Project description:Aggregation of TAR DNA-binding protein of 43 kDa (TDP-43) is a pathological signature of amyotrophic lateral sclerosis (ALS). Although accumulating evidence suggests the involvement of RNA recognition motifs (RRMs) in TDP-43 proteinopathy, it remains unclear how native TDP-43 is converted to pathogenic forms. To elucidate the role of homeostasis of RRM1 structure in ALS pathogenesis, conformations of RRM1 under high pressure were monitored by NMR. We first found that RRM1 was prone to aggregation and had three regions showing stable chemical shifts during misfolding. Moreover, mass spectrometric analysis of aggregated RRM1 revealed that one of the regions was located on protease-resistant ?-strands containing two cysteines (Cys-173 and Cys-175), indicating that this region served as a core assembly interface in RRM1 aggregation. Although a fraction of RRM1 aggregates comprised disulfide-bonded oligomers, the substitution of cysteine(s) to serine(s) (C/S) resulted in unexpected acceleration of amyloid fibrils of RRM1 and disulfide-independent aggregate formation of full-length TDP-43. Notably, TDP-43 aggregates with RRM1-C/S required the C terminus, and replicated cytopathologies of ALS, including mislocalization, impaired RNA splicing, ubiquitination, phosphorylation, and motor neuron toxicity. Furthermore, RRM1-C/S accentuated inclusions of familial ALS-linked TDP-43 mutants in the C terminus. The relevance of RRM1-C/S-induced TDP-43 aggregates in ALS pathogenesis was verified by immunolabeling of inclusions of ALS patients and cultured cells overexpressing the RRM1-C/S TDP-43 with antibody targeting misfolding-relevant regions. Our results indicate that cysteines in RRM1 crucially govern the conformation of TDP-43, and aberrant self-assembly of RRM1 at amyloidogenic regions contributes to pathogenic conversion of TDP-43 in ALS.
Project description:Cytoplasmic TDP-43 mislocalization and aggregation is a pathological hallmark of amyotrophic lateral sclerosis and frontotemporal lobar degeneration. TDP-43 is an RNA-binding protein (RBP) with a prion-like domain (PrLD) that promotes TDP-43 misfolding. PrLDs possess compositional similarity to canonical prion domains of various yeast proteins, including Sup35. Strikingly, disease-causing TDP-43 mutations reside almost exclusively in the PrLD and can enhance TDP-43 misfolding and toxicity. Another ?70 human RBPs harbor PrLDs, including FUS, TAF15, EWSR1, hnRNPA1, and hnRNPA2, which have surfaced in the etiology of neurodegenerative diseases. Importantly, PrLDs enable RBP function and mediate phase transitions that partition functional ribonucleoprotein compartments. This PrLD activity, however, renders RBPs prone to populating deleterious oligomers or self-templating fibrils that might spread disease, and disease-linked PrLD mutations can exacerbate this risk. Several strategies have emerged to counter TDP-43 proteinopathies, including engineering enhanced protein disaggregases based on Hsp104.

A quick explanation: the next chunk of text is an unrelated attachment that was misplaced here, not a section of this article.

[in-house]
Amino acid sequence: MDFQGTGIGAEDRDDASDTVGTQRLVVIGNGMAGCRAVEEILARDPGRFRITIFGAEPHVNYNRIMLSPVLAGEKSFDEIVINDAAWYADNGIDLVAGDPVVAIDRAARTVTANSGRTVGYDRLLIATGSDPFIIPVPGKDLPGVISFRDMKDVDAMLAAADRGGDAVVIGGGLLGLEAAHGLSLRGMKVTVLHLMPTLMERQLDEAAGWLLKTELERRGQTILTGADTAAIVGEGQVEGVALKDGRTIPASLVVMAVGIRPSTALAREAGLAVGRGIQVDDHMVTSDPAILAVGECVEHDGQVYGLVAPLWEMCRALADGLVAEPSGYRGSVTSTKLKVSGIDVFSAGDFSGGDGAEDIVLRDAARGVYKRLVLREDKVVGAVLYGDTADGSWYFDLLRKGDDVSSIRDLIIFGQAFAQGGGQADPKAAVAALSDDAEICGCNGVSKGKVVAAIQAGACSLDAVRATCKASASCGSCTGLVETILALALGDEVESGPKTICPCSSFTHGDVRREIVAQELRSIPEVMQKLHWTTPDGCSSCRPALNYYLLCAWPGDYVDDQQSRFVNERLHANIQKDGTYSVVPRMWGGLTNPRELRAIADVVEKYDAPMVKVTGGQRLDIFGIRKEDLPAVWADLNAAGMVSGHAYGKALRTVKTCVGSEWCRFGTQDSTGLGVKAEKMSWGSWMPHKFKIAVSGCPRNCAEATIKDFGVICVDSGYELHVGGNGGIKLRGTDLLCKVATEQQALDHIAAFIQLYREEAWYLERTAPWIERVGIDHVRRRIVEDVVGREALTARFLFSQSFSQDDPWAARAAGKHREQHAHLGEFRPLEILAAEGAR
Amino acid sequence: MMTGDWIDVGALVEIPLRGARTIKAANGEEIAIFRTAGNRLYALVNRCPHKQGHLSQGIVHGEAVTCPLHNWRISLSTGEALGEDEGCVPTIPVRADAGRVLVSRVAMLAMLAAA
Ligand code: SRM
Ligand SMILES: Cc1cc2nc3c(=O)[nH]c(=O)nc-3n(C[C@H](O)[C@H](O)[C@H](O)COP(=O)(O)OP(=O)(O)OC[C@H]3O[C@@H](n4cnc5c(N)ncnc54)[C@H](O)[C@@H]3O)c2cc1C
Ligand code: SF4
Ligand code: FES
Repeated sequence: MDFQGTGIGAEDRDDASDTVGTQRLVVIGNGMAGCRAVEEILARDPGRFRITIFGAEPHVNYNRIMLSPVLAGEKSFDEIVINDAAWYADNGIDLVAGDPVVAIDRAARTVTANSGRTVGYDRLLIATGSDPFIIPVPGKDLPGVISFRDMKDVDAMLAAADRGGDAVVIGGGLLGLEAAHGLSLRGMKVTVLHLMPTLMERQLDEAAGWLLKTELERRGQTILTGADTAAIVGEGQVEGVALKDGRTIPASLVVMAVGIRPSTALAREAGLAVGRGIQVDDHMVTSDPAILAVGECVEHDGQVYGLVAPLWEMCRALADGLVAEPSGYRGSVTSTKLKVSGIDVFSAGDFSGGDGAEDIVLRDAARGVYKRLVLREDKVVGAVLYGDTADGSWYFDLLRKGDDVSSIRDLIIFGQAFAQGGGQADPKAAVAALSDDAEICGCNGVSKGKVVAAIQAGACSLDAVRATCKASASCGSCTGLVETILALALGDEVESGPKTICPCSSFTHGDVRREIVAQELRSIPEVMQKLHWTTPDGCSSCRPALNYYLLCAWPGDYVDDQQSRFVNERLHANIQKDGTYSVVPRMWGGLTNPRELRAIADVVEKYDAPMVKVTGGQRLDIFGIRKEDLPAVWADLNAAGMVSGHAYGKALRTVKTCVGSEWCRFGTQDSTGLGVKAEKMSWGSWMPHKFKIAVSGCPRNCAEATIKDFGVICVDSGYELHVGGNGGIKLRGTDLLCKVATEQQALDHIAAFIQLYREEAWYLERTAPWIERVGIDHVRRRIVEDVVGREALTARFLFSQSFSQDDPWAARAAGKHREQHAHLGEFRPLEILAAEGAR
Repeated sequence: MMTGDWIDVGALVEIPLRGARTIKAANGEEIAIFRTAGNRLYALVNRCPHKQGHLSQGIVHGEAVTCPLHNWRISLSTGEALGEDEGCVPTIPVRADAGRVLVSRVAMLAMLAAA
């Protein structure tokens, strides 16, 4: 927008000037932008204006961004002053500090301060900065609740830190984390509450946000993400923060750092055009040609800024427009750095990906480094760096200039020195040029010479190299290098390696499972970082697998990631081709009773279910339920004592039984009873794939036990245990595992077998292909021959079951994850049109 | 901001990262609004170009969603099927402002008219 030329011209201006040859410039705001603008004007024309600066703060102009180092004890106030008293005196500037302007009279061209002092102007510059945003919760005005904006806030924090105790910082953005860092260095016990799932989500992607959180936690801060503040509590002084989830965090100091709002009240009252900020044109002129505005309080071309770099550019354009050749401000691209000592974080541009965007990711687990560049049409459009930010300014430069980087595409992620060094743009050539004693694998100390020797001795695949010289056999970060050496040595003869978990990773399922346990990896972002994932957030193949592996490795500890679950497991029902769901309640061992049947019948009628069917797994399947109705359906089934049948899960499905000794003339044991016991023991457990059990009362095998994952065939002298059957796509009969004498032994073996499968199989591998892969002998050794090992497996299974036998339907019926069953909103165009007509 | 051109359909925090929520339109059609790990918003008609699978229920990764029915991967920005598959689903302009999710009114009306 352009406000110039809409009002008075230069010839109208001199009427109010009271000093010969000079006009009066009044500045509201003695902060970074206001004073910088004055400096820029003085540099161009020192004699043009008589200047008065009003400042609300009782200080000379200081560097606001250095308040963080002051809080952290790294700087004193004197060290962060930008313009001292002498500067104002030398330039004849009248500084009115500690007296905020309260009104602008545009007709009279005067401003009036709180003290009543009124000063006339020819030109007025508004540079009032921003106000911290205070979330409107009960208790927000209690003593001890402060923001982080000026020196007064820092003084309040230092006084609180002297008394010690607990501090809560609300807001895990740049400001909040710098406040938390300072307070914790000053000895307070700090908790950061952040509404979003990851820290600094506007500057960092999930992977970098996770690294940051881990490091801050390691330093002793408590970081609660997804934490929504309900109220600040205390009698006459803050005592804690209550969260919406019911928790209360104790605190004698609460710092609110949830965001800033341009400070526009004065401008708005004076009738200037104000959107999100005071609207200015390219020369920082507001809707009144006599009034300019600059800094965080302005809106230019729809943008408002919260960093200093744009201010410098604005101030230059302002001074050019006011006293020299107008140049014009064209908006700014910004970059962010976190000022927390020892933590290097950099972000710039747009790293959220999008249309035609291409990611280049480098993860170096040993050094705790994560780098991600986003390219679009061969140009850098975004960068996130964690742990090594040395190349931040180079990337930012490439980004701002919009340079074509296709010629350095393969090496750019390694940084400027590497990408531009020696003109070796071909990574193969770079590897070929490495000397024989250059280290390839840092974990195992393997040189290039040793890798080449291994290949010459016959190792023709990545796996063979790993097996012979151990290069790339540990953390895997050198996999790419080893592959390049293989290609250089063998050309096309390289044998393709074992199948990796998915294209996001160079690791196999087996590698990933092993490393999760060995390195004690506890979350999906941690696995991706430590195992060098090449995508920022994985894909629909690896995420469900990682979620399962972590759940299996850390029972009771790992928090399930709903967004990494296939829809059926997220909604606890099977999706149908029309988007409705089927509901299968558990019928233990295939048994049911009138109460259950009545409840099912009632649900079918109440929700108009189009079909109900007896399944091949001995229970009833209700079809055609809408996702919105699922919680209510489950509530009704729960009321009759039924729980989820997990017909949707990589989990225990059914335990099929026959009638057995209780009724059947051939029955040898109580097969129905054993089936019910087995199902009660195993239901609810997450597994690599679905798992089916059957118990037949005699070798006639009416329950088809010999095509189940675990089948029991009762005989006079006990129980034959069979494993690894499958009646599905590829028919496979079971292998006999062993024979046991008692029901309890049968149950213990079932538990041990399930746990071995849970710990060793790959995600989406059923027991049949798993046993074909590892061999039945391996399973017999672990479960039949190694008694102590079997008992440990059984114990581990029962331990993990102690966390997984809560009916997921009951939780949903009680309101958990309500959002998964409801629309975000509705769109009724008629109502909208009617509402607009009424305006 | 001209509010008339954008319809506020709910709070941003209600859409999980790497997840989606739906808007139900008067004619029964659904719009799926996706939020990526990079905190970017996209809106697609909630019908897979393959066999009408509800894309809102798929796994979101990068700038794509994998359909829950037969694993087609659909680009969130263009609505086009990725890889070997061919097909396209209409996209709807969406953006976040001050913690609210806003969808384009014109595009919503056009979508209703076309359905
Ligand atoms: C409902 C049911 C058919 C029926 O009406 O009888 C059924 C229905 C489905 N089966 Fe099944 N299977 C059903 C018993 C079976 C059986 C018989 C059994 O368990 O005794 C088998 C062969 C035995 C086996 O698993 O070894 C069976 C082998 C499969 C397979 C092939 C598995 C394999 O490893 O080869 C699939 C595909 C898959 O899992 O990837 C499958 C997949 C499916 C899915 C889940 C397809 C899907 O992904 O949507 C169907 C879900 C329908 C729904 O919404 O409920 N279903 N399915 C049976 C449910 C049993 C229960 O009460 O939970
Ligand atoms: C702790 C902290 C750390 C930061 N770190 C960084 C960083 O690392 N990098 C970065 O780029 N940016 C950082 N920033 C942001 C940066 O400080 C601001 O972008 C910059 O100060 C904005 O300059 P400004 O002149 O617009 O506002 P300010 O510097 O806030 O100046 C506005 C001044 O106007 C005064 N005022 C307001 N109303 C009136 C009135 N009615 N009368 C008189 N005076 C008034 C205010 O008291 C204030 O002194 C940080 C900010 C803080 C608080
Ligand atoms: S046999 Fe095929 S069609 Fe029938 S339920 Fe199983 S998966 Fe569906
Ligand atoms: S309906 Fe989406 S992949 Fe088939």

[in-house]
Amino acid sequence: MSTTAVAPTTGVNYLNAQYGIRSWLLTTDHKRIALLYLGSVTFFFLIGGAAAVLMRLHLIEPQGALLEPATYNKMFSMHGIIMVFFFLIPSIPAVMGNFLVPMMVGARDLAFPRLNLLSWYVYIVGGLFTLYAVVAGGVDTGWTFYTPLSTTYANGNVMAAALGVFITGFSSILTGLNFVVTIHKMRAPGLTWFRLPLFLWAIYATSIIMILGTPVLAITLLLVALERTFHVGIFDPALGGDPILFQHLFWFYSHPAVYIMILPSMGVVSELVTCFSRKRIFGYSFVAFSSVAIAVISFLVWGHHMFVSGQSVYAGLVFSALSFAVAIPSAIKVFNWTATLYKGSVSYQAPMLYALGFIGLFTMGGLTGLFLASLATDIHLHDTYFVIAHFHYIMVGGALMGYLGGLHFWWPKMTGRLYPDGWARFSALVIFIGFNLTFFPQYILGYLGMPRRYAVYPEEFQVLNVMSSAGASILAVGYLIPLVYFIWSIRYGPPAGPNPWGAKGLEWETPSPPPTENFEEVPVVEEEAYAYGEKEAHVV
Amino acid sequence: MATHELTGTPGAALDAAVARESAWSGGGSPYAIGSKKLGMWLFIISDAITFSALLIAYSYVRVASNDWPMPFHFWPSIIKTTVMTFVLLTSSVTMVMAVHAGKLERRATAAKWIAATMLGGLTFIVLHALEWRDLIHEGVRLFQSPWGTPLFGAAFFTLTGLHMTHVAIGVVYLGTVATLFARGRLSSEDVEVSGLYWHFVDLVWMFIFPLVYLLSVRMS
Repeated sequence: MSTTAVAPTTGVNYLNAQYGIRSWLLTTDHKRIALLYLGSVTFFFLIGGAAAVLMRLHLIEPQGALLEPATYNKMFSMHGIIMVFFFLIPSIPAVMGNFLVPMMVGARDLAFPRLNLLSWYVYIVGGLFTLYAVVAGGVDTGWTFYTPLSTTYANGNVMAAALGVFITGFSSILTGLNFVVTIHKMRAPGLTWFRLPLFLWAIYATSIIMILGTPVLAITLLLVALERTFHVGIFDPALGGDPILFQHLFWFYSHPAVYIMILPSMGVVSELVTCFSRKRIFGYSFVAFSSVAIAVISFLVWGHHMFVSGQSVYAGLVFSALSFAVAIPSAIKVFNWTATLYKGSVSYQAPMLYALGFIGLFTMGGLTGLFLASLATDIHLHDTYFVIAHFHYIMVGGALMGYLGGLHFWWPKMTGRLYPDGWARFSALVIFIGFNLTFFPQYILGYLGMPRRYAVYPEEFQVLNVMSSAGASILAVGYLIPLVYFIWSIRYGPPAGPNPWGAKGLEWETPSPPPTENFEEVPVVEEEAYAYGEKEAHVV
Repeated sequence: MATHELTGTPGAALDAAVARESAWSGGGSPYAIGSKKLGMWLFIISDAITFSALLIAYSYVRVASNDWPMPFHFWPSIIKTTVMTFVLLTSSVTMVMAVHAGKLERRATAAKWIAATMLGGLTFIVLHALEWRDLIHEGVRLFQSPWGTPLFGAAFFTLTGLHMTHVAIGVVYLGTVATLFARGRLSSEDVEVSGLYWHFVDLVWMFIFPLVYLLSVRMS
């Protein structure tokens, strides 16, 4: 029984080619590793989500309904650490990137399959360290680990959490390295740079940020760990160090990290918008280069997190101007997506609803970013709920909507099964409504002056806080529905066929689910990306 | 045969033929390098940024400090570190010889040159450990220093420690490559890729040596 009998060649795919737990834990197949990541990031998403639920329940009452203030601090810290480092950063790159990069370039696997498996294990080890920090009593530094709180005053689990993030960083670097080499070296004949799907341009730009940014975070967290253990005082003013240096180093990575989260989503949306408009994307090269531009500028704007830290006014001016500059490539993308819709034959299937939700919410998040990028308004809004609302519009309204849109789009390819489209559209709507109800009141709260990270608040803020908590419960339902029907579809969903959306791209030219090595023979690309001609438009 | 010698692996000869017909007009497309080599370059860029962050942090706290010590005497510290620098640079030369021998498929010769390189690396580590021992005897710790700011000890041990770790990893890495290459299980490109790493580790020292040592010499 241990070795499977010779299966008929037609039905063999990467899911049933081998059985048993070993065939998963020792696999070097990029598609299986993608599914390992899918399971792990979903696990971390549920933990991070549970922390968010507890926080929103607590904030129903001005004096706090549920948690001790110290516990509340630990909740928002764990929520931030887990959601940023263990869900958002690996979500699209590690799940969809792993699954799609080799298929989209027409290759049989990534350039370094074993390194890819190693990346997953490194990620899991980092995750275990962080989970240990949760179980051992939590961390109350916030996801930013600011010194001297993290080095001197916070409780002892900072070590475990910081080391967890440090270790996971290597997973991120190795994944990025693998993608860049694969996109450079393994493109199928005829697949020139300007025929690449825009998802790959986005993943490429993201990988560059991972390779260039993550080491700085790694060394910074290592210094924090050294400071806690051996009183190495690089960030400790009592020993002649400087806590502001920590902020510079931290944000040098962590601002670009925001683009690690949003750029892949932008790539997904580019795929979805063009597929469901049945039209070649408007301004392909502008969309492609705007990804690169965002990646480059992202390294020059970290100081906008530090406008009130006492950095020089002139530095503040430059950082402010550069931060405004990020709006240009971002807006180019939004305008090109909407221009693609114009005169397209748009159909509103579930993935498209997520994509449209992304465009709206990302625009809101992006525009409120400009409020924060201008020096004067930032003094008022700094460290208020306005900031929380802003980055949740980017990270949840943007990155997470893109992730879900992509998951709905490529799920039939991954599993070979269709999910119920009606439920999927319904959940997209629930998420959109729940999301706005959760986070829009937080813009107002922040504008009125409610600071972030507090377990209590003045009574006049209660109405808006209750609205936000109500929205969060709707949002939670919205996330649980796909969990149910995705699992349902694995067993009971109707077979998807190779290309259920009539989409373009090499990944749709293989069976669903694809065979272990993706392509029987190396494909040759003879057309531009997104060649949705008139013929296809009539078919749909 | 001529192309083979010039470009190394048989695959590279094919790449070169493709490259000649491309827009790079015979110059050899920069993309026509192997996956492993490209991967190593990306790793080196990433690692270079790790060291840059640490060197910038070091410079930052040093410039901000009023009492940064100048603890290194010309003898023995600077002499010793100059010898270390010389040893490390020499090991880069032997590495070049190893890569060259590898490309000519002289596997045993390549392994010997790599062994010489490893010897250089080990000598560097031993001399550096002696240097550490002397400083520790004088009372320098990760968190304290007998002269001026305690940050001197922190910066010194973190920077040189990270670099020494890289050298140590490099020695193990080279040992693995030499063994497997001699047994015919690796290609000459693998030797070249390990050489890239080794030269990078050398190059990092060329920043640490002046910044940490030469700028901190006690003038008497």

Project description:Amyotrophic lateral sclerosis (ALS) presents with focal muscle weakness due to motor neuron degeneration that becomes generalized, leading to death from respiratory failure within 3-5 years from symptom onset. Despite the heterogeneity of aetiology, TDP-43 proteinopathy is a common pathological feature that is observed in >95% of ALS and tau-negative frontotemporal dementia (FTD) cases. TDP-43 is a DNA/RNA-binding protein that in ALS and FTD translocates from being predominantly nuclear to form detergent-resistant, hyperphosphorylated aggregates in the cytoplasm of affected neurons and glia. Mutations in TARDBP account for 1-4% of all ALS cases and almost all arise in the low complexity C-terminal domain that does not affect RNA binding and processing. Here we report an ALS/FTD kindred with a novel K181E TDP-43 mutation that is located in close proximity to the RRM1 domain. To offer predictive gene testing to at-risk family members, we undertook a series of functional studies to characterize the properties of the mutation. Spectroscopy studies of the K181E protein revealed no evidence of significant misfolding. Although it is unable to bind to or splice RNA, it forms abundant aggregates in transfected cells. We extended our study to include other ALS-linked mutations adjacent to the RRM domains that also disrupt RNA binding and greatly enhance TDP-43 aggregation, forming detergent-resistant and hyperphosphorylated inclusions. Lastly, we demonstrate that K181E binds to, and sequesters, wild-type TDP-43 within nuclear and cytoplasmic inclusions. Thus, we demonstrate that TDP-43 mutations that disrupt RNA binding greatly enhance aggregation and are likely to be pathogenic as they promote wild-type TDP-43 to mislocalize and aggregate acting in a dominant-negative manner. This study highlights the importance of RNA binding to maintain TDP-43 solubility and the role of TDP-43 aggregation in disease pathogenesis.